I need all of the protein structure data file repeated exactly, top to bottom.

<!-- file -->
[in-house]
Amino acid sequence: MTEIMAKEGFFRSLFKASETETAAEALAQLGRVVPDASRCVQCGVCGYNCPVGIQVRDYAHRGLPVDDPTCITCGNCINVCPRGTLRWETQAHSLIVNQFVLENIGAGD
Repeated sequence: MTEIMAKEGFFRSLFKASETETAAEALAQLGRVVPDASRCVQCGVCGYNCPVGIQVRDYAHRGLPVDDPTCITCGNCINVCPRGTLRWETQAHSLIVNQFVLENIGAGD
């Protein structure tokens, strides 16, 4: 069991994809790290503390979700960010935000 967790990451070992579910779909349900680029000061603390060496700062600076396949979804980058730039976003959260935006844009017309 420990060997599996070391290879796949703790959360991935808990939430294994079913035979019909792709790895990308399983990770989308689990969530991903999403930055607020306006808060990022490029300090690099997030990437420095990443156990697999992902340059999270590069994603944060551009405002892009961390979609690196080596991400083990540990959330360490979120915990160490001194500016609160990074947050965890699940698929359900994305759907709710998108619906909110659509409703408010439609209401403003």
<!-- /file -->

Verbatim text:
[in-house]
Amino acid sequence: MTEIMAKEGFFRSLFKASETETAAEALAQLGRVVPDASRCVQCGVCGYNCPVGIQVRDYAHRGLPVDDPTCITCGNCINVCPRGTLRWETQAHSLIVNQFVLENIGAGD
Repeated sequence: MTEIMAKEGFFRSLFKASETETAAEALAQLGRVVPDASRCVQCGVCGYNCPVGIQVRDYAHRGLPVDDPTCITCGNCINVCPRGTLRWETQAHSLIVNQFVLENIGAGD
């Protein structure tokens, strides 16, 4: 069991994809790290503390979700960010935000 967790990451070992579910779909349900680029000061603390060496700062600076396949979804980058730039976003959260935006844009017309 420990060997599996070391290879796949703790959360991935808990939430294994079913035979019909792709790895990308399983990770989308689990969530991903999403930055607020306006808060990022490029300090690099997030990437420095990443156990697999992902340059999270590069994603944060551009405002892009961390979609690196080596991400083990540990959330360490979120915990160490001194500016609160990074947050965890699940698929359900994305759907709710998108619906909110659509409703408010439609209401403003």